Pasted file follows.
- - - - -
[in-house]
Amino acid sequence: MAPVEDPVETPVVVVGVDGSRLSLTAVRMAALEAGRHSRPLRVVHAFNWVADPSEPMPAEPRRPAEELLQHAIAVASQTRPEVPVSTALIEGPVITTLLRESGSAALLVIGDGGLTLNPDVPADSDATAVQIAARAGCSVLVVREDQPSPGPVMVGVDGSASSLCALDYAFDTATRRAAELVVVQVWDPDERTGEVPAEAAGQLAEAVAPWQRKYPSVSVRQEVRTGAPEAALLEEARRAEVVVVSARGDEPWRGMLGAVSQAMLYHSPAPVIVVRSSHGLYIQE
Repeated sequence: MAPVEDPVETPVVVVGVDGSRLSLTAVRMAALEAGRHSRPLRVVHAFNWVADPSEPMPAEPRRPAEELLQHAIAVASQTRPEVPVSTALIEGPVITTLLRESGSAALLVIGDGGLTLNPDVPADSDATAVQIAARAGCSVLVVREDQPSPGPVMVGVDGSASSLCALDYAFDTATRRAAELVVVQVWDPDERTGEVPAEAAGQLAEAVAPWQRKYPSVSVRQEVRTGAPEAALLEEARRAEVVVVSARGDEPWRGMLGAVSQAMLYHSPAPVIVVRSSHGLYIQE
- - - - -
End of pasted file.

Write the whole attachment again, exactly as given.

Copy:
[in-house]
Amino acid sequence: MAPVEDPVETPVVVVGVDGSRLSLTAVRMAALEAGRHSRPLRVVHAFNWVADPSEPMPAEPRRPAEELLQHAIAVASQTRPEVPVSTALIEGPVITTLLRESGSAALLVIGDGGLTLNPDVPADSDATAVQIAARAGCSVLVVREDQPSPGPVMVGVDGSASSLCALDYAFDTATRRAAELVVVQVWDPDERTGEVPAEAAGQLAEAVAPWQRKYPSVSVRQEVRTGAPEAALLEEARRAEVVVVSARGDEPWRGMLGAVSQAMLYHSPAPVIVVRSSHGLYIQE
Repeated sequence: MAPVEDPVETPVVVVGVDGSRLSLTAVRMAALEAGRHSRPLRVVHAFNWVADPSEPMPAEPRRPAEELLQHAIAVASQTRPEVPVSTALIEGPVITTLLRESGSAALLVIGDGGLTLNPDVPADSDATAVQIAARAGCSVLVVREDQPSPGPVMVGVDGSASSLCALDYAFDTATRRAAELVVVQVWDPDERTGEVPAEAAGQLAEAVAPWQRKYPSVSVRQEVRTGAPEAALLEEARRAEVVVVSARGDEPWRGMLGAVSQAMLYHSPAPVIVVRSSHGLYIQE